Organizers of the upcoming white nationalist rally “Unite the Right,” which is slated to take place August 12 in Charlottesville, Virginia, are livid after Airbnb removed users from its platform who appeared to be connected with the controversial event.
The rally is planned for this coming Saturday, and it is scheduled to occur at a Charlottesville park that prominently features a statue of Confederate Army General Robert E. Lee. According to opponents, including the Southern Poverty Law Center, the planned gathering of alt-right supporters, neo-Nazis, KKK members and white nationalists could potentially end up being “the largest hate-gathering of its kind in decades in the United States.”
As CNN reports, Airbnb was alerted to the fact that some participants of the controversial white nationalist rally were planning to utilize Airbnb listings in the city to host parties and reside in during the event. The information reportedly came from Daily Stormer, a known neo-Nazi website. After conducting an investigation into the claims, Airbnb decided to remove certain users found to be connected to the white nationalist gathering.
According to Airbnb, the company has the option to take such action based on a newly-implemented 2016 policy requiring that members of Airbnb “accept people regardless of their race, religion, national origin, ethnicity, disability, sex, gender identity, sexual orientation, or age.”
Airbnb instituted their 2016 policy change in direct response to reports of widespread racism connected to the platform, issues that particularly appeared to target the African-American community. Before the rollout of the user commitment that apparently has members of the white nationalist community seeing red, many black Airbnb users complained that they were being rejected by Airbnb hosts based solely on their race.
The above listed Airbnb commitment was rolled out to members of the platform in 2016. At that time, users who refused to agree to the policy were blocked from booking or hosting using the popular application. According to a statement by Airbnb, hosting participants in the white nationalist gathering was a violation of the commitment, hence the action taken by the company.
“When through our background check processes or from input of our community we identify and determine that there are those who would be pursuing behavior on the platform that would be antithetical to the Airbnb Community Commitment, we seek to take appropriate action including, as in this case, removing them from the platform.”
Jason Kessler, the man behind the disputed and controversial “Unite the Right” rally in Virginia this weekend, claims that Airbnb has stepped way beyond the parameters of its 2016 commitment agreement. In a Twitter video, Kessler defended his alt-right views, and slammed Airbnb for caving to the beliefs of “people in power.”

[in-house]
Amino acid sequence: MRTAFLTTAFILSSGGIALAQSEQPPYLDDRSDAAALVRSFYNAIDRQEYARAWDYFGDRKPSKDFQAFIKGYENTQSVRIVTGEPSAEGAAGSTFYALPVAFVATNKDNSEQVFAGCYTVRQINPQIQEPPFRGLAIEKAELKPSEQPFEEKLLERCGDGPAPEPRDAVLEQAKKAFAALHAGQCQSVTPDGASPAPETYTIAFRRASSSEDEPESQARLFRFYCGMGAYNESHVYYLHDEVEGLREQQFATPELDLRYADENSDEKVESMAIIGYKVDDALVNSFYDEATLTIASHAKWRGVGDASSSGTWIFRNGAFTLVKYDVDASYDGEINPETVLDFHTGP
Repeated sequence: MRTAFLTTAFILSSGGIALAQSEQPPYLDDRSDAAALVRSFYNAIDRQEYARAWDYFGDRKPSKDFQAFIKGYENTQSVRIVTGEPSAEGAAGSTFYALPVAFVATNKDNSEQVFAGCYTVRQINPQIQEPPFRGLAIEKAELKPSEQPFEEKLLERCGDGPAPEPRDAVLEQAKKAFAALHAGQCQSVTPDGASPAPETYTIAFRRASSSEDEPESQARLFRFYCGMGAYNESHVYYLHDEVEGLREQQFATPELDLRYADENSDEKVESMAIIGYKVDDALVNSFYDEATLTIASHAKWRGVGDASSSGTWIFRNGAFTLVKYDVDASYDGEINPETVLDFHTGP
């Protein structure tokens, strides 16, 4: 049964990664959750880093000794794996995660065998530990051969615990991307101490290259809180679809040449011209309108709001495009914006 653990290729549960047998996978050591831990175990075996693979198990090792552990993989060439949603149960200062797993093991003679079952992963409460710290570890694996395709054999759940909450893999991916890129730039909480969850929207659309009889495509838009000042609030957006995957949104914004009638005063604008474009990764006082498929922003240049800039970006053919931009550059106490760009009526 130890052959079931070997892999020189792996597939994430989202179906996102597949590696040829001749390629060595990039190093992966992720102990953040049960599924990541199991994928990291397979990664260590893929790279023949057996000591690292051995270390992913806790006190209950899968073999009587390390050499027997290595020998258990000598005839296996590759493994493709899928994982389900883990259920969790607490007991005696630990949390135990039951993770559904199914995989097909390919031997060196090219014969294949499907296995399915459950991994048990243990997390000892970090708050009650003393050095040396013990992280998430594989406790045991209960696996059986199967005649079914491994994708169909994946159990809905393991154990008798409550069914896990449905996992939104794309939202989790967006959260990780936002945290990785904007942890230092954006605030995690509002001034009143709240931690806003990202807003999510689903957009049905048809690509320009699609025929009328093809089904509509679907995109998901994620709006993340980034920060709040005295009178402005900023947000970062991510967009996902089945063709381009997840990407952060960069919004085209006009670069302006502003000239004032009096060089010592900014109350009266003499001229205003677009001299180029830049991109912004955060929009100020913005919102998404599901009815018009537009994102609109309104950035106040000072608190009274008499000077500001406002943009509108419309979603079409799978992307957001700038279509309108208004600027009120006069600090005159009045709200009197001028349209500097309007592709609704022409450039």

“Just because the alt-right has opinions that people in power don’t agree with, they want to shut us down.”
Kessler has also used his Twitter account to call for a boycott of Airbnb, as well as to allude to the potential of litigation against the company regarding their interference with the upcoming Charlottesville white nationalist rally.
Airbnb says that it has the right (and obligation) to remove users from the platform when they are found to be acting in a manner deemed “antithetical.” According to Kessler, he took the company’s policy to mean that Airbnb hosts could not use the platform to deny service to people based on their ethnicity, not to mean that Airbnb would “go through all of your social media… and if they disagree with something you said, they can revoke your ability to stay there.”
White nationalist rally organizer Kessler also questioned whether Airbnb would treat attendees of a theoretical Black Lives Matter rally in the same manner that he and his alt-right buddies have been treated.
“This is not just political discrimination, it’s racial discrimination, because they are only going to apply that standard to white people.”
Social media users appear to be divided on whether Airbnb mistreated Kessler and his white nationalist rally cohorts with their decision to remove users associated with the divisive rally.
While the decision of Airbnb to enforce its established policy and ban users affiliated with the upcoming Virginia white nationalist rally has caused some trouble for event organizers, it’s far from the only problem plaguing Kessler leading up to the event. The city of Charlottesville has requested that the event be moved to an alternate venue, citing safety concerns – and even going so far as to revoke permits for the rally.
However, Kessler has refused, claiming that it is his desire to hold his white nationalist rally in support (and in the shadow of) the Robert E. Lee statue at Emancipation Park in Charlottesville. The Virginia ACLU has reportedly taken up his cause.
It is unknown if Airbnb will also be targeted by a lawsuit led by the white nationalist and his supporters, but an alt-right boycott of the platform is being touted on social media.
[Featured Image by Christopher Penler/Shutterstock]